There has been a lot of recent discussion about GMO labeling. On one side, you’ll hear that consumers have the right to know whether or not food has been genetically modified. On the other hand, many argue that labeling GMOs is unnecessary and would stigmatize a perfectly safe crop improvement technology. Missing from much of this dialogue is an explanation of what would actually be labeled.

There are only a few GMO crops currently on the market in the United States: alfalfa, canola, corn, cotton, papayas, soybeans, squash, and sugarbeets. The majority of GMO crops grown do not show up in the produce aisle directly, but are used to feed animals (alfalfa, corn, soybeans), or for oils (cotton, canola, corn, soybeans) and sugars (sugarbeets, corn) in processed foods.

So where exactly might you find a GMO label if it existed?

1.GMOs or foods containing GMOS

This is obvious. Actual whole GMO produce such as pest-resistant sweet corn, or disease-resistant squash would be labeled. Processed foods obviously containing these ingredients such as salsa with GM corn or trail mix with dried GM papayas would also be labeled.

2.Meat/Dairy from animals fed GMOs

This is a bit trickier, and still up in the air. As Ben and Jerry’s points out on their website, eating a GMO does not make YOU a GMO. For this reason, they have advertised that their ice-cream is “GMO free” for years, even though it is made from the milk of cows fed genetically modified feed. This logic seems fair enough. After all, the gene that makes alfalfa a GMO cannot be found in a pint of Cherry Garcia.

3.Processed foods made with oil/sugar extracted from GMOs

As with meat/dairy, this is a toughy. Just as the genes unique to GMOs don’t make it through a cow’s gut, they also don’t show up in high-fructose corn syrup or soybean oil. These processed ingredients are 100% identical to organic alternatives.

4.Foods produced by (or with ingredients produced by) GM microorganisms

The production pipeline of some foods and food additives relies on genetically modified fungi or bacteria. Cheese is pretty much universally made using enzymes produced by genetically modified microorganisms. Genetically modified microorganisms can also produce vitamins, which can then be used to fortify cereals. This might explain why several vitamins went missing when Grape Nuts and Cheerios went GMO-free. The GM microorganisms themselves are not present in the final product, so the only difference is a decrease in vitamin A, B12, D and Riboflavin in the GMO-free version.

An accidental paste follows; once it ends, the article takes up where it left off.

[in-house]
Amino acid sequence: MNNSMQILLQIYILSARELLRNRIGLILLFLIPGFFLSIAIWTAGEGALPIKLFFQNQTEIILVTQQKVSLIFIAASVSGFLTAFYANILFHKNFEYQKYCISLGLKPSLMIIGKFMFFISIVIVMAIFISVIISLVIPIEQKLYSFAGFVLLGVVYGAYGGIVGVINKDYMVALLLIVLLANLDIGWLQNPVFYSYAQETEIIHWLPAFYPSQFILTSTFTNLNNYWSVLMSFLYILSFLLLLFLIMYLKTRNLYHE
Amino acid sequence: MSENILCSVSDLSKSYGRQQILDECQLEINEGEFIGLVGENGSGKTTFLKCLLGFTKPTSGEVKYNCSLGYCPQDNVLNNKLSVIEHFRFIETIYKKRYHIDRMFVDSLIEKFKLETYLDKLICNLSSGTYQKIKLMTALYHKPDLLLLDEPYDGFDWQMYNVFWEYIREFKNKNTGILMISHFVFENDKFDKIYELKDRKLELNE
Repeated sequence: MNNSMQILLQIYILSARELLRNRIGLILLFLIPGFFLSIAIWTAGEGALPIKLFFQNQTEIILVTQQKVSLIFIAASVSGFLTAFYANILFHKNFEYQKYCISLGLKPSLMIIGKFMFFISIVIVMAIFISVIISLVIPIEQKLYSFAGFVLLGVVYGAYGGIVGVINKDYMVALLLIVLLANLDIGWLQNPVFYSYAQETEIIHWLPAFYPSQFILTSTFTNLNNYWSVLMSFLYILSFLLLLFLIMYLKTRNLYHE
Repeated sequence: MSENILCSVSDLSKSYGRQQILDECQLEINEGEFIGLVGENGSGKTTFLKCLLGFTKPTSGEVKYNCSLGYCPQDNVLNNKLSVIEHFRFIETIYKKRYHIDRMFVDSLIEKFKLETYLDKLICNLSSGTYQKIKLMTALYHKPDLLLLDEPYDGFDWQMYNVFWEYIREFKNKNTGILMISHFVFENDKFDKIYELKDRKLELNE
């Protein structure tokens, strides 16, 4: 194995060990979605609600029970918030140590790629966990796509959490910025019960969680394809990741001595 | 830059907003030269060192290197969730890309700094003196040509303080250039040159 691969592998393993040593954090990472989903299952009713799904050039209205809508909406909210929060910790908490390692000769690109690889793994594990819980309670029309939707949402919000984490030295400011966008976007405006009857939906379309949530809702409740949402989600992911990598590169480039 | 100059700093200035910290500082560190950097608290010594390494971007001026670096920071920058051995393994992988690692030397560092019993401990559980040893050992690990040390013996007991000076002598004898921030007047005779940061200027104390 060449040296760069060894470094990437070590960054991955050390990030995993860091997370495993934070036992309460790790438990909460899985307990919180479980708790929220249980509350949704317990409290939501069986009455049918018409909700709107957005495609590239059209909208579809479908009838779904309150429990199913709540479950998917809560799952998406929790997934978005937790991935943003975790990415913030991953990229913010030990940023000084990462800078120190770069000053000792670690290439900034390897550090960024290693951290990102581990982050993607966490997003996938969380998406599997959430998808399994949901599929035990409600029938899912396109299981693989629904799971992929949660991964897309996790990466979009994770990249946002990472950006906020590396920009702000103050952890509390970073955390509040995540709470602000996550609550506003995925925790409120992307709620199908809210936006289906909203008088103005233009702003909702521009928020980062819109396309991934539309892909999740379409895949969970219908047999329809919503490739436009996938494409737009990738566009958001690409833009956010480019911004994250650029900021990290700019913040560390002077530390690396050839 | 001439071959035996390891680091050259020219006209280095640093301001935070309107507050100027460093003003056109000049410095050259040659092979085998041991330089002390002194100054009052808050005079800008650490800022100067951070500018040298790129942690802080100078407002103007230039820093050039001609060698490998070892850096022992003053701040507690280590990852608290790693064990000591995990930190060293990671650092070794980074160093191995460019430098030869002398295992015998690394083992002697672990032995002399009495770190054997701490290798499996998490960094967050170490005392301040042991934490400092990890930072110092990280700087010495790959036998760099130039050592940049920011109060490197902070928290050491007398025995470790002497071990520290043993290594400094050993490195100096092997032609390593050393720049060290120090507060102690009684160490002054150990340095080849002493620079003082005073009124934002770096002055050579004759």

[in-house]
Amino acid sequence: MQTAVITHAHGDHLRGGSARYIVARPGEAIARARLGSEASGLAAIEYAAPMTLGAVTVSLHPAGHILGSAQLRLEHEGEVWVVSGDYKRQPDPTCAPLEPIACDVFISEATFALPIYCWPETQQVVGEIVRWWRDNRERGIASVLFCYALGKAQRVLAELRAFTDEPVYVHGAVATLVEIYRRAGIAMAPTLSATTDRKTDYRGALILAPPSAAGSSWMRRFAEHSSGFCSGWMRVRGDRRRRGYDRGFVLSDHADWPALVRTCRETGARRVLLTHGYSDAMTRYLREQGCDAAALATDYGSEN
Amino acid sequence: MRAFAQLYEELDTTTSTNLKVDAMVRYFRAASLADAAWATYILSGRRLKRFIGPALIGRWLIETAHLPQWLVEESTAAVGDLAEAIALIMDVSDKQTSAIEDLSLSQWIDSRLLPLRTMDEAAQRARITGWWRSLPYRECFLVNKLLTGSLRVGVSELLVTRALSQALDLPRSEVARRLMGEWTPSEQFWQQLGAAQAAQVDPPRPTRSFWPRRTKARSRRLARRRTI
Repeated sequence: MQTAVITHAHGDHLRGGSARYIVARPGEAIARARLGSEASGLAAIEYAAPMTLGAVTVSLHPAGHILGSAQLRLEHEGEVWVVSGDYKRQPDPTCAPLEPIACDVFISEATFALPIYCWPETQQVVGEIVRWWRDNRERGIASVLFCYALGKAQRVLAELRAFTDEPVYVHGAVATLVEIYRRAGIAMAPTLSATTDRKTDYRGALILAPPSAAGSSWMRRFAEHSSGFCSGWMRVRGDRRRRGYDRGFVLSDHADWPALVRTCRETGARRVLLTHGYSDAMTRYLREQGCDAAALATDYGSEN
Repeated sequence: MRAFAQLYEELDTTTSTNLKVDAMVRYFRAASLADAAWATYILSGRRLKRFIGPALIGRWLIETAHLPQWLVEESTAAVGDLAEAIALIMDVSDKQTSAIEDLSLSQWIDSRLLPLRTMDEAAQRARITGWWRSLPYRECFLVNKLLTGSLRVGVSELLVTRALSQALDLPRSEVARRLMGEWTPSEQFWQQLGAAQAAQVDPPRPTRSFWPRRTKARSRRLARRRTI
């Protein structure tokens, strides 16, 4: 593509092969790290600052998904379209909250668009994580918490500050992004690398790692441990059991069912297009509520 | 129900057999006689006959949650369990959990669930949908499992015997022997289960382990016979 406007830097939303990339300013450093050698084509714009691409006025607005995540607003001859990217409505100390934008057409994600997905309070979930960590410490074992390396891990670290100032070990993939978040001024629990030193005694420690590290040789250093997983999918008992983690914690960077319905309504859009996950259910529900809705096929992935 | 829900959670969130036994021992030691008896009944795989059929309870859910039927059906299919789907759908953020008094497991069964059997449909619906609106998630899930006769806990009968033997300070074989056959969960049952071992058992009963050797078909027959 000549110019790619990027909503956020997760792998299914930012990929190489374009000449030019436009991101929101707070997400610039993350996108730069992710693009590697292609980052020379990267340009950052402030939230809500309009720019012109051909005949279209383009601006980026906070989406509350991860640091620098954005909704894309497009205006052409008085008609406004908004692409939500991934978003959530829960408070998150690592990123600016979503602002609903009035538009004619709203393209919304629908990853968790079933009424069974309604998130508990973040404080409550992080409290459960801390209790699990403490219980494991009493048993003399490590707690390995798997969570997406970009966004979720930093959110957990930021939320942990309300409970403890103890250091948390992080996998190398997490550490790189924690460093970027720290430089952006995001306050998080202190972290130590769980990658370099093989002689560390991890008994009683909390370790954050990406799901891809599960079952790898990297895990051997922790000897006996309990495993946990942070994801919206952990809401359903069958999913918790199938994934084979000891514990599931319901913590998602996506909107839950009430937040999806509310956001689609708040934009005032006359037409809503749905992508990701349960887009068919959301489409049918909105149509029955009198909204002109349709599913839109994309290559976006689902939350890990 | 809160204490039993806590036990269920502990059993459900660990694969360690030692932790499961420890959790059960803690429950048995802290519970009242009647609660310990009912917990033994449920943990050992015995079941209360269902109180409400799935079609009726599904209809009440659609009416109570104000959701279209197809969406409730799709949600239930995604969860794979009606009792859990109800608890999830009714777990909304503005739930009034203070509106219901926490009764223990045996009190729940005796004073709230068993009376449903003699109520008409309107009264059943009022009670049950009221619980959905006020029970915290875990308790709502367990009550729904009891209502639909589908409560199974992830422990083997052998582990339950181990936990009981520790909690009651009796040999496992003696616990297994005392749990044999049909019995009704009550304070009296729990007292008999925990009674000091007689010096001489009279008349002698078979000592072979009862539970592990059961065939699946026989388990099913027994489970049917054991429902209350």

So which of these foods SHOULD sport the GMO label? It’s only physically possible to differentiate those in the first category, raw GMOs or foods containing whole GMOs, from their non-GMO counterparts. Those foods in categories 2-4 are completely indistinguishable from alternatives, so it doesn’t make a whole lot of sense to label them. Nonetheless, you could argue that if you wish to avoid GMOs for religious, economic, social, or environmental reasons, you might want to know if GMOs were used in any step of the production pipeline. In that case, all foods dependent on GM technology should be labeled as such, with no exceptions. Anything in between does not make any logical sense. Unless, of course, you’re Vermont and exempting milk and cheese happens to support your own economic interests…

All of the state-specific labeling initiatives thus far (failed in California, Colorado, and Washington, passed in Vermont) have proposed a patchwork mess with illogical exceptions. Any GMO labeling law upheld in the United States should be national and consistent with no exceptions. That’s my opinion. I’d be happy to hear yours in the comments section.